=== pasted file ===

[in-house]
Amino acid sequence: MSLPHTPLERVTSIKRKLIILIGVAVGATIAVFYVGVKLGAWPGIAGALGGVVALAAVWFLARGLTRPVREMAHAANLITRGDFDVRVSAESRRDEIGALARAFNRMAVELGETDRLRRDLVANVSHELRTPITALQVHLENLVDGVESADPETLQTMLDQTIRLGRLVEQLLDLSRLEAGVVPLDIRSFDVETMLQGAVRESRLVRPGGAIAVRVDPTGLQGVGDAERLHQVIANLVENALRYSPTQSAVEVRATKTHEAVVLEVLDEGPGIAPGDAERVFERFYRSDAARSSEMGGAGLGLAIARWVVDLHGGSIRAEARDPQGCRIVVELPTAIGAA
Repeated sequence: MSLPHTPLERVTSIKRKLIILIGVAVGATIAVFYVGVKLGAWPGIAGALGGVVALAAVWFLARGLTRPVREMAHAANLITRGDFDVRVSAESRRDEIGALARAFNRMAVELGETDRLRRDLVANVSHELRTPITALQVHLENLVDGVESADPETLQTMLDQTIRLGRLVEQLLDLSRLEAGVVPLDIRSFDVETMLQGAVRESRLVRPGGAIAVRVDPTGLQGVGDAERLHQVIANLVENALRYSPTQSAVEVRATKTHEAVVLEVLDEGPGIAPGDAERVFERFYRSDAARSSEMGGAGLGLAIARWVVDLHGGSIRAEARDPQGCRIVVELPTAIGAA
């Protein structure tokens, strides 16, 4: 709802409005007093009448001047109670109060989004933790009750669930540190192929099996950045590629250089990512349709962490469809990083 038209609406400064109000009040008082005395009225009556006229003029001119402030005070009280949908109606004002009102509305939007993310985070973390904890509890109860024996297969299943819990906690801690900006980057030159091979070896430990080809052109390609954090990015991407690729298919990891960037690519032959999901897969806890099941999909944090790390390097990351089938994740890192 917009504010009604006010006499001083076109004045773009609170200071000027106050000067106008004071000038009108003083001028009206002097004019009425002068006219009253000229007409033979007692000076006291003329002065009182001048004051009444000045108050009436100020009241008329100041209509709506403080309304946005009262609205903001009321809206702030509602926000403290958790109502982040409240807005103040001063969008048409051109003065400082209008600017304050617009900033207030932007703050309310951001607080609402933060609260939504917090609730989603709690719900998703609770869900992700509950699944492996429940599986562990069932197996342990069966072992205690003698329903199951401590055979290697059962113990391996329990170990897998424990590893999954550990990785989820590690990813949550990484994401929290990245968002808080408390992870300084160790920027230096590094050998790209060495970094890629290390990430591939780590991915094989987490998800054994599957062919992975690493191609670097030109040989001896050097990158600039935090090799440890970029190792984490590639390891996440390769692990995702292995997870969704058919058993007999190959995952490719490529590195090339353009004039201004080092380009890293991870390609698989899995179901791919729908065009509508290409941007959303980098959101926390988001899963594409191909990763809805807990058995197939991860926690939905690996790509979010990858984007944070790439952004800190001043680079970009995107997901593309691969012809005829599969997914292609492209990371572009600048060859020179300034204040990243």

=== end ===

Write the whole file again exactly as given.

[in-house]
Amino acid sequence: MSLPHTPLERVTSIKRKLIILIGVAVGATIAVFYVGVKLGAWPGIAGALGGVVALAAVWFLARGLTRPVREMAHAANLITRGDFDVRVSAESRRDEIGALARAFNRMAVELGETDRLRRDLVANVSHELRTPITALQVHLENLVDGVESADPETLQTMLDQTIRLGRLVEQLLDLSRLEAGVVPLDIRSFDVETMLQGAVRESRLVRPGGAIAVRVDPTGLQGVGDAERLHQVIANLVENALRYSPTQSAVEVRATKTHEAVVLEVLDEGPGIAPGDAERVFERFYRSDAARSSEMGGAGLGLAIARWVVDLHGGSIRAEARDPQGCRIVVELPTAIGAA
Repeated sequence: MSLPHTPLERVTSIKRKLIILIGVAVGATIAVFYVGVKLGAWPGIAGALGGVVALAAVWFLARGLTRPVREMAHAANLITRGDFDVRVSAESRRDEIGALARAFNRMAVELGETDRLRRDLVANVSHELRTPITALQVHLENLVDGVESADPETLQTMLDQTIRLGRLVEQLLDLSRLEAGVVPLDIRSFDVETMLQGAVRESRLVRPGGAIAVRVDPTGLQGVGDAERLHQVIANLVENALRYSPTQSAVEVRATKTHEAVVLEVLDEGPGIAPGDAERVFERFYRSDAARSSEMGGAGLGLAIARWVVDLHGGSIRAEARDPQGCRIVVELPTAIGAA
């Protein structure tokens, strides 16, 4: 709802409005007093009448001047109670109060989004933790009750669930540190192929099996950045590629250089990512349709962490469809990083 038209609406400064109000009040008082005395009225009556006229003029001119402030005070009280949908109606004002009102509305939007993310985070973390904890509890109860024996297969299943819990906690801690900006980057030159091979070896430990080809052109390609954090990015991407690729298919990891960037690519032959999901897969806890099941999909944090790390390097990351089938994740890192 917009504010009604006010006499001083076109004045773009609170200071000027106050000067106008004071000038009108003083001028009206002097004019009425002068006219009253000229007409033979007692000076006291003329002065009182001048004051009444000045108050009436100020009241008329100041209509709506403080309304946005009262609205903001009321809206702030509602926000403290958790109502982040409240807005103040001063969008048409051109003065400082209008600017304050617009900033207030932007703050309310951001607080609402933060609260939504917090609730989603709690719900998703609770869900992700509950699944492996429940599986562990069932197996342990069966072992205690003698329903199951401590055979290697059962113990391996329990170990897998424990590893999954550990990785989820590690990813949550990484994401929290990245968002808080408390992870300084160790920027230096590094050998790209060495970094890629290390990430591939780590991915094989987490998800054994599957062919992975690493191609670097030109040989001896050097990158600039935090090799440890970029190792984490590639390891996440390769692990995702292995997870969704058919058993007999190959995952490719490529590195090339353009004039201004080092380009890293991870390609698989899995179901791919729908065009509508290409941007959303980098959101926390988001899963594409191909990763809805807990058995197939991860926690939905690996790509979010990858984007944070790439952004800190001043680079970009995107997901593309691969012809005829599969997914292609492209990371572009600048060859020179300034204040990243």